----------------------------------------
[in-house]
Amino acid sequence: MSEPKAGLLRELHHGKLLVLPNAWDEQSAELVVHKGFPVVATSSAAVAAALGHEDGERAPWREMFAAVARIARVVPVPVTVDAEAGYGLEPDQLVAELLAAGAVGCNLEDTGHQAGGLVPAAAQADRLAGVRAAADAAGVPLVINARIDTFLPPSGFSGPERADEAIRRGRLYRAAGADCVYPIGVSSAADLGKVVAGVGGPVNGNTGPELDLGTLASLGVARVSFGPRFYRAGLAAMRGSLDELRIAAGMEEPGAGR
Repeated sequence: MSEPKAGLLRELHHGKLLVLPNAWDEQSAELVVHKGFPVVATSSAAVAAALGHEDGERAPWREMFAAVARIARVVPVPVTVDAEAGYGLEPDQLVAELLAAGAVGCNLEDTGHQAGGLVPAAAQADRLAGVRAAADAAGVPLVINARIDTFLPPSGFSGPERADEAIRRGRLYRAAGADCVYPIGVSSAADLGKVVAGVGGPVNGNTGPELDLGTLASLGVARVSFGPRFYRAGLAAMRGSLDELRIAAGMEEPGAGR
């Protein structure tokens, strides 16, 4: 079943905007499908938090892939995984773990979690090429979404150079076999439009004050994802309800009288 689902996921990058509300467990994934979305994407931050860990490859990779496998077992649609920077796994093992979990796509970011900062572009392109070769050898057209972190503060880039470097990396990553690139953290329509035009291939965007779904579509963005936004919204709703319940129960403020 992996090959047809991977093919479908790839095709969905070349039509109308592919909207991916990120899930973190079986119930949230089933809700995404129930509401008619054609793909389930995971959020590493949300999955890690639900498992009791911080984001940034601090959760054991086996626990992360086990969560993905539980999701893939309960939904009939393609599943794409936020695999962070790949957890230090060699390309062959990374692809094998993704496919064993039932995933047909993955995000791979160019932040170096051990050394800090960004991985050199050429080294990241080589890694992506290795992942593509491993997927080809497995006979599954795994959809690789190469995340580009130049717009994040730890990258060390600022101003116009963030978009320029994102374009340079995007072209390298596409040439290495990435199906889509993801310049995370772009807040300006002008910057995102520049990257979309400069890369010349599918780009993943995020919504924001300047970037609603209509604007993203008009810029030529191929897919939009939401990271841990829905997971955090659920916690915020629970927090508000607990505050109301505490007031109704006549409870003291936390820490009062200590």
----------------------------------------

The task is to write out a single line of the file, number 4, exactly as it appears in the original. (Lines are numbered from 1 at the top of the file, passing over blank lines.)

């Protein structure tokens, strides 16, 4: 079943905007499908938090892939995984773990979690090429979404150079076999439009004050994802309800009288 689902996921990058509300467990994934979305994407931050860990490859990779496998077992649609920077796994093992979990796509970011900062572009392109070769050898057209972190503060880039470097990396990553690139953290329509035009291939965007779904579509963005936004919204709703319940129960403020 992996090959047809991977093919479908790839095709969905070349039509109308592919909207991916990120899930973190079986119930949230089933809700995404129930509401008619054609793909389930995971959020590493949300999955890690639900498992009791911080984001940034601090959760054991086996626990992360086990969560993905539980999701893939309960939904009939393609599943794409936020695999962070790949957890230090060699390309062959990374692809094998993704496919064993039932995933047909993955995000791979160019932040170096051990050394800090960004991985050199050429080294990241080589890694992506290795992942593509491993997927080809497995006979599954795994959809690789190469995340580009130049717009994040730890990258060390600022101003116009963030978009320029994102374009340079995007072209390298596409040439290495990435199906889509993801310049995370772009807040300006002008910057995102520049990257979309400069890369010349599918780009993943995020919504924001300047970037609603209509604007993203008009810029030529191929897919939009939401990271841990829905997971955090659920916690915020629970927090508000607990505050109301505490007031109704006549409870003291936390820490009062200590």